Obesity and overweight are major eating disorders with significant concerns and implications for public health policy in the United States (Franklin et al., 2012). Overweight and obese population in the United States has been identified as a major threat to food security policy (United Nations, 2013). Food insecurity and obesity have adverse implications for the economic, political, social, and health aspects of the society (United Nations, 2013).
Food security is an important area for policy considerations with increasing evidence supporting the role it plays in socio-economic stability and attainment of sustainable societal development (United Nations, 2013). In the recent past, researchers have been interested in exploring the existing link between food insecurity and overweight/obesity (Franklin et al., 2012). Franklin et al. (2012) reported that there was a strong and positive association between obesity and food insecurity, especially regarding the women population. Pan et al. (2012) reported a strong connection between food insecurity and obesity among American adult population. The authors observed that one out of every three food insecure adults was suffering from obesity. Furthermore, food insecurity is directly related to obesity risk in the overall population and subgroups (Pan et al., 2012). Therefore, the connection between obesity and food security is integral to the development and implementation of appropriate policy initiatives.
Two alternative policy interventions in the area of food security have been identified for addressing the problem of overweight and obesity.
The first option is to increase access to healthy food. American adults who belong to extreme categories of food insecurities have been found to be at the greatest risk of uffering from overweight and obesity problems (Franklin et al., 2012). Pan et al. (2012) conclude that the best way to address food insecurity, overweight, and obesity is to ensure that the whole adult American population has access to affordable and healthy food. Ensuring access to healthy and quality food is a plausible food security policy that has the potential of improving dietary and consumption habits of Americans. It also ensures the development of healthy eating choices, such as reducing calories, cholesterol, fast food, and fat intake (Beck & Schatz, 2014). According to the survey conducted by the U.S. Department of Agriculture (USDA) between 2005 and 2010, most Americans are eating healthy foods and do not consume many calories. The healthy trend is attributed to the Obama administration initiatives that have ensured increased household access to healthy foods.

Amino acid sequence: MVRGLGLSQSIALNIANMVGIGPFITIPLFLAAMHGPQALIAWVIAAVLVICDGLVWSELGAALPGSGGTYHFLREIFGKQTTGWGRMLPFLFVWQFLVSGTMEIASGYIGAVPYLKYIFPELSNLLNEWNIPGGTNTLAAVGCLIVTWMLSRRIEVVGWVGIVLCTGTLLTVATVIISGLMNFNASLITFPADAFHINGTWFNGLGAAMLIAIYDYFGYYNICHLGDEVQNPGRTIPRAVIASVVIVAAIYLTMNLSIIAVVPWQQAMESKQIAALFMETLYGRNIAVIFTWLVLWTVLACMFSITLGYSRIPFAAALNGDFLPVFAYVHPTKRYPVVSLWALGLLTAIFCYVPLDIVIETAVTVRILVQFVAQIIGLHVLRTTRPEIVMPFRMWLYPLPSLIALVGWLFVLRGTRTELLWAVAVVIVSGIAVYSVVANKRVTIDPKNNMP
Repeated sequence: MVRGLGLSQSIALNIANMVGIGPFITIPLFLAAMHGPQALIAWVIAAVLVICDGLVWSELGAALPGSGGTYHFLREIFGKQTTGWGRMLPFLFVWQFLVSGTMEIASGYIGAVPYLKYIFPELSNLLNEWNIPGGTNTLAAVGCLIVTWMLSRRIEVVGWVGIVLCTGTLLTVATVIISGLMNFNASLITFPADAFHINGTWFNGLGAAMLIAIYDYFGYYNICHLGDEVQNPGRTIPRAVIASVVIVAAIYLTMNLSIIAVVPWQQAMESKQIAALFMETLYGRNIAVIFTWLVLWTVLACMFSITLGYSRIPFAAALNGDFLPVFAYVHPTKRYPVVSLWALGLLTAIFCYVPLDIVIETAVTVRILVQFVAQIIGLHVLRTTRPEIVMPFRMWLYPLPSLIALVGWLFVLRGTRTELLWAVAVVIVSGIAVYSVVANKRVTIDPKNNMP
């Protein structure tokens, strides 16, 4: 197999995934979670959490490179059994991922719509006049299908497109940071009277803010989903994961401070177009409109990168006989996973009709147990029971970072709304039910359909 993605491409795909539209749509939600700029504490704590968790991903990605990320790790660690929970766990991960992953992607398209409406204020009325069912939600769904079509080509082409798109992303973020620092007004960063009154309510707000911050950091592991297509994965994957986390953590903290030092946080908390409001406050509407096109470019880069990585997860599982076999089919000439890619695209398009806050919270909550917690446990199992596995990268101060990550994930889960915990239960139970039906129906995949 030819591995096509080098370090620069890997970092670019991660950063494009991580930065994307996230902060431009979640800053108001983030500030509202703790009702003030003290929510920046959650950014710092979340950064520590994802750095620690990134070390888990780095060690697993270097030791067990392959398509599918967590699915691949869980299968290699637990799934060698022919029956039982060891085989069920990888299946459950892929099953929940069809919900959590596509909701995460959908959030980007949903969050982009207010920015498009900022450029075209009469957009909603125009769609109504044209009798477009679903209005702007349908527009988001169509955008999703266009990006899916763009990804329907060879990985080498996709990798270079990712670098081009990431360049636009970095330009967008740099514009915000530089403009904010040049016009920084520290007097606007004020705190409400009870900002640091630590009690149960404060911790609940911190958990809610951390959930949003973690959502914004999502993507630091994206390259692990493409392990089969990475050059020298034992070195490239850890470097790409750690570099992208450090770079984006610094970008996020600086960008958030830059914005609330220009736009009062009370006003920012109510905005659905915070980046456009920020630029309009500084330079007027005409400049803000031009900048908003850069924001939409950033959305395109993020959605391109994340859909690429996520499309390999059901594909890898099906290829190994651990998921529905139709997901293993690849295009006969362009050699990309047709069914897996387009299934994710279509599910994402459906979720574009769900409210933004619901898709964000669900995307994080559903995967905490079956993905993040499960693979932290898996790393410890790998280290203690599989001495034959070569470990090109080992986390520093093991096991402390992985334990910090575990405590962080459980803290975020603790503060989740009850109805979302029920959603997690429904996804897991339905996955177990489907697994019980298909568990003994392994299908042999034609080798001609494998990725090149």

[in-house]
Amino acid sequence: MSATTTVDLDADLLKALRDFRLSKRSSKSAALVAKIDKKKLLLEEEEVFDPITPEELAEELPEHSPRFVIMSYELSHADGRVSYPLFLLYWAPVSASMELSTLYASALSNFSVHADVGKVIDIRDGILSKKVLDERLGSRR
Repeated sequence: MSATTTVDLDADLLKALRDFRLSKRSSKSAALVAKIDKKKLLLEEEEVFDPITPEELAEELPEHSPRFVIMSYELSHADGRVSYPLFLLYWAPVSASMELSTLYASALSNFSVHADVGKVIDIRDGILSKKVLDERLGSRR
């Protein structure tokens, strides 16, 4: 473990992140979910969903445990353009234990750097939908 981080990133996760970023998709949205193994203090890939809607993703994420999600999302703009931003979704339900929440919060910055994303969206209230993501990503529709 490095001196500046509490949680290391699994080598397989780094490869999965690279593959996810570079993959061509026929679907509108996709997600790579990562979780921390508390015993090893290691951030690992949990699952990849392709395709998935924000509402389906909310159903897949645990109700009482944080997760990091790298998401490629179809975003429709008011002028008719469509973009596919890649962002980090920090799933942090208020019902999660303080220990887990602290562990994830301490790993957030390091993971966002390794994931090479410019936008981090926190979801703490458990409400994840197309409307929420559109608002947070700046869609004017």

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Unfortunately, healthy foods are still costly in the United States, and the possibility of ensuring that they are affordable for all Americans remains obscure. According to Donnelly (2014), healthy foods cost approximately three times more compared with the junk and unhealthy foods. According to the author, in 2012, the cost of 1000 calories of healthy food was £7.49 compared to £2.50 of junk food of the same quantity. Hence, increasing access to healthy food without addressing the challenge of affordability will not assist the financially constrained households to deal with the issue of food insecurity, overweight, and obesity.
Another policy intervention option for food insecurity, overweight, and obesity relates to instituting control and regulation regarding production, processing, and marketing of food. Beck and Schatz (2014) attribute the positive trends in healthy behavior to the aggressive government regulation of manufacturers and food producers to engage in healthy food production and processing. The Affordable Care Act requires all food manufacturers to produce healthy food and provide nutritional information on product packages and menus (Beck & Schatz, 2014). Regulation and control of the production and manufacturing of food indicates government commitment to food security and health. It offers a standard framework that can be applied nationwide by a majority of households irrespective of their financial situation.
Nevertheless, it is unclear whether such a policy would be implemented effectively to attain the desired outcomes (Beck & Schatz, 2014). Furthermore, the regulatory and compliance requirements increase the overhead costs in the production, transportation, processing, and marketing of healthy foods (Mortenson, 2011). These costs are transferred to the final consumer, thus amplifying the affordability challenge and limiting access to these healthy foods (Mortenson, 2011).
Food security is an important policy area in the United States, especially in respect to overweight and obesity. Increasing access to healthy food and regulating food manufacturers will ensure that the American adult population achieves food security. Nevertheless, regulations and controls are ineffective, because they increase the overhead costs that are ultimately borne by the consumer. High costs reduce the affordability and access of households to healthy foods (Mortenson, 2011). Therefore, increasing access to affordable and healthy food is an effective policy for addressing food insecurity, overweight, and obesity (Donnelly, 2014). Although this policy has proved to be effective, there is a need for targeted interventions that would not only ensure access to healthy food but also promote affordability and policy sustainability (Donnelly, 2014).